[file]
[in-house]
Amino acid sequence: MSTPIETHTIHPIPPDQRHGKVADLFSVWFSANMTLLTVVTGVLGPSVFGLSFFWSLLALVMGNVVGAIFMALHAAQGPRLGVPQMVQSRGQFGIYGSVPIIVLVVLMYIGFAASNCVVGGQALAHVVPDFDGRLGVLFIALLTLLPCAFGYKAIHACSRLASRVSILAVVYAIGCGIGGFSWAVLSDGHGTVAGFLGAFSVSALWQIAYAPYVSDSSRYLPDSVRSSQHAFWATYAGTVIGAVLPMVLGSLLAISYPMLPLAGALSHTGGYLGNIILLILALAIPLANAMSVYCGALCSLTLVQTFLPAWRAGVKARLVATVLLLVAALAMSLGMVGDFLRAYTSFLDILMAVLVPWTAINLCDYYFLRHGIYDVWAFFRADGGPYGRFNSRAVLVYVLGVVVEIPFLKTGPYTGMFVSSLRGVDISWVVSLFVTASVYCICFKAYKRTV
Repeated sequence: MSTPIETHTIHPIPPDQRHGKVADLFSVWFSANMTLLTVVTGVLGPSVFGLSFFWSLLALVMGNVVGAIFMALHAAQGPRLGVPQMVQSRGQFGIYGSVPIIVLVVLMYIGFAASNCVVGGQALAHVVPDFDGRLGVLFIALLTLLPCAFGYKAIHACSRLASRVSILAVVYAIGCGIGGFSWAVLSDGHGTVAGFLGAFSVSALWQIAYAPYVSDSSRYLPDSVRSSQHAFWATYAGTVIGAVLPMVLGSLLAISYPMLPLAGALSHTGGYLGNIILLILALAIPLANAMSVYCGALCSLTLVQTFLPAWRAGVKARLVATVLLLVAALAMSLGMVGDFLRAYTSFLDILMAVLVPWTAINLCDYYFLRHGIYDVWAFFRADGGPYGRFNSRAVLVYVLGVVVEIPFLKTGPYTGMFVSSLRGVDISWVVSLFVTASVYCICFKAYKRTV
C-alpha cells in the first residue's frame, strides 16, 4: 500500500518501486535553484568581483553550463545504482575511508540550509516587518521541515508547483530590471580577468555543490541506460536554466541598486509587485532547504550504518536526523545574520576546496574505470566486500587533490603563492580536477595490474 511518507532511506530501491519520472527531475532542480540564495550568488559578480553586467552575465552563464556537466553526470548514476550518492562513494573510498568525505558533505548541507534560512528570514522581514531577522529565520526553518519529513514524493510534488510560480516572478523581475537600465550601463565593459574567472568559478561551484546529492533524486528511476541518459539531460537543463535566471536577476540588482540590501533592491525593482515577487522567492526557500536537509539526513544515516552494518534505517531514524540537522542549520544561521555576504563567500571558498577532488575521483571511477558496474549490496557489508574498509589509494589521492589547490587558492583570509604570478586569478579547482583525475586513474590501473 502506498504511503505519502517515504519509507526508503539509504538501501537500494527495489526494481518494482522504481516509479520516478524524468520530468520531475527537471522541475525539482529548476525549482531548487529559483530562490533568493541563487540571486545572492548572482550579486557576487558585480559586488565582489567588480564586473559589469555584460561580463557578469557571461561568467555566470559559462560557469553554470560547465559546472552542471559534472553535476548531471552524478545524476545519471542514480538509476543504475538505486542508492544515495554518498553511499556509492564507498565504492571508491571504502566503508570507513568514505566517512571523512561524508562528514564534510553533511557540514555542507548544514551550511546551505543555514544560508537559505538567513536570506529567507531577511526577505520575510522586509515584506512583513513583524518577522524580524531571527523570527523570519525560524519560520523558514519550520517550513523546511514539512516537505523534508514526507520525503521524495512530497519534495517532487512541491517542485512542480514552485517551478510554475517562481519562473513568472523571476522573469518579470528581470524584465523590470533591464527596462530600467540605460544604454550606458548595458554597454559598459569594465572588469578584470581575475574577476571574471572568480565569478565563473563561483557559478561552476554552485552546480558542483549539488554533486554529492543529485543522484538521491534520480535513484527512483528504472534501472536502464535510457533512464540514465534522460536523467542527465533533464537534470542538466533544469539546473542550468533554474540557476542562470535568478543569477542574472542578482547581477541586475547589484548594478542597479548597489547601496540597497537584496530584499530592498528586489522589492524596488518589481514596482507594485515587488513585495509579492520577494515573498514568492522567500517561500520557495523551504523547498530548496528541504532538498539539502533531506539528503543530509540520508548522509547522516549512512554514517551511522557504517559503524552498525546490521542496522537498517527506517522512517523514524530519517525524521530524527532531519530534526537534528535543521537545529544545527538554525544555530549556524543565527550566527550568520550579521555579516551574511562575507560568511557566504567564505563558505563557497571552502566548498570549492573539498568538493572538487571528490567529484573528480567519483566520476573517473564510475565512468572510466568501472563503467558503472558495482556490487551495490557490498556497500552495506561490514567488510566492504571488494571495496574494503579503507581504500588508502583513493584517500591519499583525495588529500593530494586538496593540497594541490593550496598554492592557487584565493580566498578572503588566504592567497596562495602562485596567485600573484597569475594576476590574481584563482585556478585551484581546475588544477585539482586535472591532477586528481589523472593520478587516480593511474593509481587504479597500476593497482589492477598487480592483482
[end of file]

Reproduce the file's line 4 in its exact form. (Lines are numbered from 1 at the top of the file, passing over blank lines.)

C-alpha cells in the first residue's frame, strides 16, 4: 500500500518501486535553484568581483553550463545504482575511508540550509516587518521541515508547483530590471580577468555543490541506460536554466541598486509587485532547504550504518536526523545574520576546496574505470566486500587533490603563492580536477595490474 511518507532511506530501491519520472527531475532542480540564495550568488559578480553586467552575465552563464556537466553526470548514476550518492562513494573510498568525505558533505548541507534560512528570514522581514531577522529565520526553518519529513514524493510534488510560480516572478523581475537600465550601463565593459574567472568559478561551484546529492533524486528511476541518459539531460537543463535566471536577476540588482540590501533592491525593482515577487522567492526557500536537509539526513544515516552494518534505517531514524540537522542549520544561521555576504563567500571558498577532488575521483571511477558496474549490496557489508574498509589509494589521492589547490587558492583570509604570478586569478579547482583525475586513474590501473 502506498504511503505519502517515504519509507526508503539509504538501501537500494527495489526494481518494482522504481516509479520516478524524468520530468520531475527537471522541475525539482529548476525549482531548487529559483530562490533568493541563487540571486545572492548572482550579486557576487558585480559586488565582489567588480564586473559589469555584460561580463557578469557571461561568467555566470559559462560557469553554470560547465559546472552542471559534472553535476548531471552524478545524476545519471542514480538509476543504475538505486542508492544515495554518498553511499556509492564507498565504492571508491571504502566503508570507513568514505566517512571523512561524508562528514564534510553533511557540514555542507548544514551550511546551505543555514544560508537559505538567513536570506529567507531577511526577505520575510522586509515584506512583513513583524518577522524580524531571527523570527523570519525560524519560520523558514519550520517550513523546511514539512516537505523534508514526507520525503521524495512530497519534495517532487512541491517542485512542480514552485517551478510554475517562481519562473513568472523571476522573469518579470528581470524584465523590470533591464527596462530600467540605460544604454550606458548595458554597454559598459569594465572588469578584470581575475574577476571574471572568480565569478565563473563561483557559478561552476554552485552546480558542483549539488554533486554529492543529485543522484538521491534520480535513484527512483528504472534501472536502464535510457533512464540514465534522460536523467542527465533533464537534470542538466533544469539546473542550468533554474540557476542562470535568478543569477542574472542578482547581477541586475547589484548594478542597479548597489547601496540597497537584496530584499530592498528586489522589492524596488518589481514596482507594485515587488513585495509579492520577494515573498514568492522567500517561500520557495523551504523547498530548496528541504532538498539539502533531506539528503543530509540520508548522509547522516549512512554514517551511522557504517559503524552498525546490521542496522537498517527506517522512517523514524530519517525524521530524527532531519530534526537534528535543521537545529544545527538554525544555530549556524543565527550566527550568520550579521555579516551574511562575507560568511557566504567564505563558505563557497571552502566548498570549492573539498568538493572538487571528490567529484573528480567519483566520476573517473564510475565512468572510466568501472563503467558503472558495482556490487551495490557490498556497500552495506561490514567488510566492504571488494571495496574494503579503507581504500588508502583513493584517500591519499583525495588529500593530494586538496593540497594541490593550496598554492592557487584565493580566498578572503588566504592567497596562495602562485596567485600573484597569475594576476590574481584563482585556478585551484581546475588544477585539482586535472591532477586528481589523472593520478587516480593511474593509481587504479597500476593497482589492477598487480592483482